Skip to content

Housing Matters: Tax Reform Now

Samuel Gunter, Director of Policy and Advocacy

If you are paying attention to the news, you know that Congress is in the middle of tax reform. If you’ve been getting my action alerts over the past week, you know that the climate has been changing daily. Here is where we stand at the moment, although this may be obsolete by tomorrow.

Last week, Congressional Republicans finally released a tax reform bill that is undergoing mark-up this week. The initial House proposal was a disaster for affordable housing efforts. While the Low Income Housing Tax Credit (LIHTC) was preserved, the drop in the corporate tax rate to 20% would have seen a drop in production nationwide. Even more significant was the proposed elimination of private activity bonds (PABs). The drop in the corporate tax rate coupled with the loss of PABs could reduce Housing Credit production nationwide by as much as two-thirds.

Significance of Private Activity Bonds

In affordable housing production, Housing Finance Agencies and other governmental entities issue bonds that are sold to investors at a lower rate of return because the interest on the bonds is exempt from federal income tax. This translates to lower rents and lower mortgage payments.

In North Carolina, PABs have financed 24,600 affordable rental homes and created 54,000 homeownership opportunities.

If PABs are eliminated as proposed, over $700 million of multifamily development currently underway in North Carolina would come to a halt. The North Carolina Housing Finance Agency has approved or received applications for 61 properties totaling 6,286 units requesting $460,125,000 in tax exempt bond volume, which would finance over $700 million worth of multifamily housing development. The Agency is also preparing to issue $300 million in Mortgage Revenue Bonds that provide mortgages to first-time home-buyers in North Carolina that would cease to exist.

Eliminating PABs as proposed will have a negative effect on roughly $1 billion of housing activity currently underway in North Carolina.

Novogradac estimates that the House’s tax reform proposal would result in the loss of 9,340 rental homes, 10,550 jobs, $888 million in business income, and $341 million in tax revenue over the next 10 years. For more resources on the impact of tax reform on affordable housing production, visit the ACTION Campaign’s Advocacy Toolkit.

Where we stand… in the House

Representative Randy Hultgren (R-IL), who leads the Municipal Finance Caucus is looking to offer an amendment to restore private activity bonds (PABs) in the Rules Committee debate. You can see his speech before the committee here. While North Carolina does not have any members on the Rules Committee, it is crucial that the members of the committee hear from their colleagues about the importance of PABs.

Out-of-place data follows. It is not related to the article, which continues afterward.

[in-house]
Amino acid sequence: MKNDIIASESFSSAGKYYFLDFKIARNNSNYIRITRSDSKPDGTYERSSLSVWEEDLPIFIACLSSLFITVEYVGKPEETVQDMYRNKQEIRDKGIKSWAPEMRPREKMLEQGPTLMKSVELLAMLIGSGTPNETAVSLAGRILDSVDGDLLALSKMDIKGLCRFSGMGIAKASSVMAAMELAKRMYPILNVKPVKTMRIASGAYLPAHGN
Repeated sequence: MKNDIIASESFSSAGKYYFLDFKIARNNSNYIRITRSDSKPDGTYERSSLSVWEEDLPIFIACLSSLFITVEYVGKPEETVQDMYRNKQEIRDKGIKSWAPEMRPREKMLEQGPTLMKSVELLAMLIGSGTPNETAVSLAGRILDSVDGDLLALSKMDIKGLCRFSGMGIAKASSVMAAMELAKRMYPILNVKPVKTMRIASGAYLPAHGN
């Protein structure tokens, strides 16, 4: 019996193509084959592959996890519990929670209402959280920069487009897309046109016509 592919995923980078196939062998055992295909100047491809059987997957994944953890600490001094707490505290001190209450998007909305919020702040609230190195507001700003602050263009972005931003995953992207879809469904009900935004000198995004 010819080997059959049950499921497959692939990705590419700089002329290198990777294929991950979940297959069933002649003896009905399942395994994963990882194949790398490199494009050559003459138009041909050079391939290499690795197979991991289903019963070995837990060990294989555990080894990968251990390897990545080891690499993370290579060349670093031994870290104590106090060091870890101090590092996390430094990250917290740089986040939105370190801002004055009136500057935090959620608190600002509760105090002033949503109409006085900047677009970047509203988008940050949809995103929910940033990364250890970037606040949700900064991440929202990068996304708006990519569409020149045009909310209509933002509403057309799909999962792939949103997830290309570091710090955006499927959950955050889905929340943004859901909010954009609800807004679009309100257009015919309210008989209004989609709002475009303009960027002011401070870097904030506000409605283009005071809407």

Reach out now to North Carolina’s House members to request that they voice their support for Rep. Hultgren’s amendment preserving PABs to members of the Rules Committee.

A good place to start would be the 7 co-sponsors of the Affordable Housing Credit Improvement Act (HR1661) – Rep. Ted Budd, Rep. George Holding, Rep. David Rouzer, Rep. Walter Jones, Rep. David Price, Rep. Patrick McHenry, and Rep. Mark Meadows (who signed on as a co-sponsor yesterday). As you reach out to them, do not forget to thank them for their support of affordable housing. In particular, Rep. Price has already spoken in support of PABs from the floor.

… in the Senate

Last night, Senate Finance Committee Chairman Orrin Hatch (R-UT) released a new “chariman’s mark.” This updated draft of the Senate’s tax reform proposal preserves PABs, preserves and renames the Low Income Housing Tax Credit to the Affordable Housing Credit, and includes some of the program reforms included in HR1661 and S548. For a detailed summary of the provisions, click here.

What is not included are changes to the Housing Credit that preserve production levels in light of the 20% corporate tax rate. There is a proposal on the table being marked up by the Joint Committee on Taxation that would include a compensating basis boost and a raised credit floor to mitigate decreased production. While it did not make this modified chairman’s mark, the goal is to get it in while the bill is still in the Finance Committee.

Reach out now to Senator Thom Tillis and Senator Richard Burr and:

  • Thank them for retaining the Housing Credit and PABs and for strengthening the Housing Credit;
  • Urge them to communicate the necessity of retaining these programs as the Senate moves into negotiations with the House; and
  • Urge them to tell Chairman Hatch that further changes must be made to sustain affordable housing production in light of the lower corporate rate.

What comes next

The House is expected to vote on their tax plan by Thursday and then go home for the Thanksgiving break. The Senate Finance Committee is likely to vote their bill out of committee by the end of the week, with the goal of having the whole process wrapped up by Christmas.

However, what has not yet been mentioned in this update is that the new Senate language includes the repeal of the Affordable Care Act’s individual mandate. This change in direction completely shifts the dynamics for passage of a tax reform bill. While it’s impact is unknown, what is known is that the time to intervene in the process is NOW, because the process is moving swiftly.

Finally, if you are not a member of the North Carolina Housing Coalition, we encourage you to join us. Together, we are stronger advocates for thriving communities with opportunity for all.

Recommended read

Tax Reform Proposal Released

Many thanks to our sponsors